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Luciana Haill’s Apparitions – A Modern-Day Conjuring of Phantasms and Peering Down the Corridors of Time: Wanderings 6/52

Well, this was something of a treat to arrive through the letter box… Apparitions is a set of augmented reality artworks created by Luciana Haill.

First off a description of what augmented reality or AR is may be helpful:

AR is an interactive experience of a real-world environment where the objects that reside in the real-world are ‘augmented’ by computer-generated perceptual information, sometimes across multiple senses including visual, audio, touch and smell. The overlaid sensory information can be constructive (i.e. additive to the natural environment) or destructive (i.e. masking of the natural environment) and is seamlessly interwoven with the physical world such that it is perceived as an immersive aspect of the real environment. In this way, augmented reality alters one’s ongoing perception of a real world environment, in contrast to virtual reality which completely replaces the user’s real world environment with a simulated one.” (Edited from text at Wikipedia.)

To view Apparitions you use an Apple iPad or iPhone (an Android version is in the process of being developed) and the Apparitions app, which is triggered by viewing with the device’s camera one of the three postcards which were produced specifically for the project.

These postcards each feature a vintage sepia tinged photograph of a lost British seaside landmark; St Leonards Pier, The Hastings Albert Memorial Clocktower and Edwardian Beach Huts in Bexhill (and appropriately they come packaged in a traditional candy striped seaside-esque paper bag).

All these places no longer exist; the Clocktower was damaged by arson and subsequently demolished in 1973, the pier suffered bomb damage in World War II and then severe gale damage and was demolished in 1951, while the beach huts were destroyed in a storm in 1905 and almost all of their contents washed out to sea.

Once the app has been triggered by one of the postcards a form of real world “apparition” appears on the device’s screen; the resulting image is a three-dimensional computer generated model of one of the lost landmarks, set on top of the postcard and combined with the real world background that the postcard is in.

An example of this is the above screenshot of one of the app’s augmented reality artworks; the Clocktower is computer generated and it appears almost as though it has been “projected” from one of the Apparitions postcards beneath it – the teacups, paving stones, plants etc are part of the “real” world. Further screenshots of the app are also shown above and below.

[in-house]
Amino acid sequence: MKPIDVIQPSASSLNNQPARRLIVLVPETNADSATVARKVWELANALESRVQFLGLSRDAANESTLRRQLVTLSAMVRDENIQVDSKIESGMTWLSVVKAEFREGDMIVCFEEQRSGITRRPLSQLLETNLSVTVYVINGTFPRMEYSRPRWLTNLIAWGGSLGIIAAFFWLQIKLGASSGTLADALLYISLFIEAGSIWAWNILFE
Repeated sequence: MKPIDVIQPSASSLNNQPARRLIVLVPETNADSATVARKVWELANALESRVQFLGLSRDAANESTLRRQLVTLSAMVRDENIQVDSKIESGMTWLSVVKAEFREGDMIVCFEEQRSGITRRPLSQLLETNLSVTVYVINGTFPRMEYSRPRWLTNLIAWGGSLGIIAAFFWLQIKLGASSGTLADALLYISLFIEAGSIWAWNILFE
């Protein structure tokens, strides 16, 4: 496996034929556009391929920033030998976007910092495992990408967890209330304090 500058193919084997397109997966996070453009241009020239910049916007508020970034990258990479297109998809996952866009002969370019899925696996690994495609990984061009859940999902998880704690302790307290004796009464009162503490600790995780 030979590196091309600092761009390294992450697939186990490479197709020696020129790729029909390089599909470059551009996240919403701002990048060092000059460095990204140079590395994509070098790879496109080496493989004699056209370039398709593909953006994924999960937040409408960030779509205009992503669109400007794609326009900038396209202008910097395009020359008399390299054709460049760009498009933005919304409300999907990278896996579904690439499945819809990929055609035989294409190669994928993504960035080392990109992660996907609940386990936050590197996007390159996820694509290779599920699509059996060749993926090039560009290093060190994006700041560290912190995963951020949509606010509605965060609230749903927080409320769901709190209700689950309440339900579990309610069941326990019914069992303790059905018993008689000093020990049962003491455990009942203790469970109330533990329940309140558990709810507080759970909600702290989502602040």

The images are each accompanied by their own individual soundtrack which adds an extra sense of immersive layering to the artworks; an older gent with a personal family connection to the site narrates the story of the Beach Huts washing away, holiday makers’ conversations interweave with recordings of period entertainers in the Pier section and the sounds of celebrations, day-to-day life, chiming bells and traffic can be heard while viewing the Clocktower (accompanied by the sounds of seagulls, this being the seaside).

I had first read about augmented reality and related locative digital art, where reality is augmented in a specific location/s, in William Gibson’s novel Spook Country (2007) but viewing Apparitions was the first time that I had seen such work myself; one of the things that struck me was that I had not expected it to be so “real”. The computer generated images onscreen are stylised rather than being photo realistic but they appear very present in the actual world.

The effect brings to mind a form of modern-day conjuring or seancing of ghosts or phantasms (which in turn brings to mind The Eccentronic Research Council’s talking in their lyrics of taking photographs with their iPhones, which they describe as “modern-day magic on a monthly tariff”) or alternatively a form of assisted imaginative time travel that enables you to peer through a portal and down the corridors of history:

In my new artworks Apparitions these augmented reality landmarks are like ghosts which Smartphones can allow us to see.” (Quoted from the Apparitions site.)

In this sense Apparitions explores some similar and overlapping territory with hauntological work and theories in its creation of spectral imagery and sound in relation to lost landmarks and futures. Accompanying which the use of the words ghosts and apparitions in the project is not dissimilar to the use of ghosts or spectres within some hauntological related work in the way that it infers a sense of the spectral after-images or echoes of items from previous eras.

Due to the technology in the app and sensors in the device you can literally wander around the lost landmarks and view them from different angles. I was particularly struck by the Clocktower portion of the project, with the computer generated image of the tower appearing to literally spring out of the postcard into the real world and as the soundtrack plays sections of it gently fade in and out of view, revealing a form of spectral image within a spectral image.

Adding to the sense of unreal-reality is the shadow that this spectral Clocktower apparition casts on the screen and onto the real world background that the postcard is situated in; there is something subtly unnerving about this aspect of combining the artwork with the real world (or should that be invading rather than combining?).

If you should have a chance to view Apparitions it is worth also reading the accompanying text at the website, which adds further layers to the artworks as it provides historical background on the lost landmarks and other connected information.